3 Hormones to Keep in Mind for Weight Loss

Food & Nutrition
3 Hormones to Keep in Mind for Weight Loss

If hormones were people, they’d be pretty boring. See, hormones prefer the status quo, and they’re always trying to maintain homeostasis and keep your body the same.

But, like the friend who you can always manage to coax into trying a new restaurant, you can work with hormones and use them to help you lose weight.

Here are three hormones that play a role in weight regulation and how you can get them to work with you.

LEPTIN

Produced by fat cells, leptin signals to the brain how much fat is in the body, explains Dr. Scott Isaacs, medical director of Atlanta Endocrine Associates. When leptin levels are low, you tend to feel hungry, and when leptin levels are high, you tend to feel full.

But it’s more complicated than that, Isaacs adds. “As you start to develop obesity, you start to become resistant to leptin,” he explains. “So you may have high levels of leptin, but the brain isn’t registering that.” This can put you at risk for heart problems and diabetes, adds Susan Carnell, PhD, professor of psychiatry and behavioral sciences at Johns Hopkins Medicine.

Hormone hack: Some research suggests physical activity can help manage leptin levels. Although any exercise may help, resistance training appears to be more efficient at reducing leptin levels, according to a recent review of studies on overweight and obese middle-aged adults published in PLOS One. As a bonus, being more active can also help you lose weight.

Sleep is also key. “Leptin is made in your sleep. That’s one reason people with sleep deprivation are hungrier,” Isaacs explains. Research has demonstrated both acute and chronic sleep deprivation decrease leptin levels, so make good sleep habits a priority.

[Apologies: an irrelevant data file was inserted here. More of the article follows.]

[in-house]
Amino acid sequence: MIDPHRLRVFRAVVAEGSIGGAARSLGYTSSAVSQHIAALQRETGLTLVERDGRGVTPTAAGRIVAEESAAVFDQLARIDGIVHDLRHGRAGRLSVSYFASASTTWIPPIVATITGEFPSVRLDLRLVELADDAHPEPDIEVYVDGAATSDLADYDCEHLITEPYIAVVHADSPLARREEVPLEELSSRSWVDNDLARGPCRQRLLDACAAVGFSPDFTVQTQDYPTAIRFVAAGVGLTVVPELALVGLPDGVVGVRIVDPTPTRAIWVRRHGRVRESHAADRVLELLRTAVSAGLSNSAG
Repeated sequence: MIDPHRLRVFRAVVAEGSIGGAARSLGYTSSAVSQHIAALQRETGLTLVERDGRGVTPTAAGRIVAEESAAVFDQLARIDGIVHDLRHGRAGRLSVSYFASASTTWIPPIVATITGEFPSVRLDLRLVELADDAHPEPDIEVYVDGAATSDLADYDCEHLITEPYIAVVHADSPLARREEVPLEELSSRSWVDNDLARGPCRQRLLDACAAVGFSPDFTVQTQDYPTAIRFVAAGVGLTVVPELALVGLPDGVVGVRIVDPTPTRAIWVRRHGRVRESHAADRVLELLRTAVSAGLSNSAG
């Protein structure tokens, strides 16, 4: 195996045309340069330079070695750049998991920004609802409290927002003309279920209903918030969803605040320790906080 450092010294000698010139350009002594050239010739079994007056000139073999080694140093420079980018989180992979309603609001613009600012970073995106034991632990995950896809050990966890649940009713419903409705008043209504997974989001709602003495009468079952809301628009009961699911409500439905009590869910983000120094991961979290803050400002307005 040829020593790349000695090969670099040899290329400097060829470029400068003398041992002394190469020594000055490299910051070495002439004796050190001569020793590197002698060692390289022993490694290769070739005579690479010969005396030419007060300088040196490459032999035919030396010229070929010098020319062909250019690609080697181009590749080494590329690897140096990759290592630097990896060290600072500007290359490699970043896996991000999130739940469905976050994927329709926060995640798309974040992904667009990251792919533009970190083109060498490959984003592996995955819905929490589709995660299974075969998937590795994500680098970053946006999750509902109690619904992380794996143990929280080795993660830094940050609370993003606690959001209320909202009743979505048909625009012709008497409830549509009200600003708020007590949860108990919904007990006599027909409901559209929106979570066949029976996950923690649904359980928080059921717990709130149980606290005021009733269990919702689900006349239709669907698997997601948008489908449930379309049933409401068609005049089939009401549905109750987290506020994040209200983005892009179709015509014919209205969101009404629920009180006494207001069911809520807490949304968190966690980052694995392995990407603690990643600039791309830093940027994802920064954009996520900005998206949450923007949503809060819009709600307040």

GHRELIN

The ying to leptin’s yang, ghrelin is produced by the stomach and often referred to as the hunger hormone. It’s highest when your stomach is empty and decreases after you eat. “It does many useful things in the body, like getting the stomach ready to process food,” Carnell explains. “We also know that if ghrelin increases, people are spurred to seek out food, and that stress can produce an increase in ghrelin.”

The combination of stress and increased ghrelin can be especially hard later in the day, according to a small recent study by Carnell and other researchers. “The evening may be a biological ‘high-risk period’ for overeating, particularly when paired with the experience of stress and if you’re prone to binge eating,” she says.

Hormone hack: Again, managing stress is key, as is making sleep a priority since deprivation can increase ghrelin levels. Additionally, Isaacs recommends eating high-fiber, high-protein foods, which will help keep you fuller longer.

CORTISOL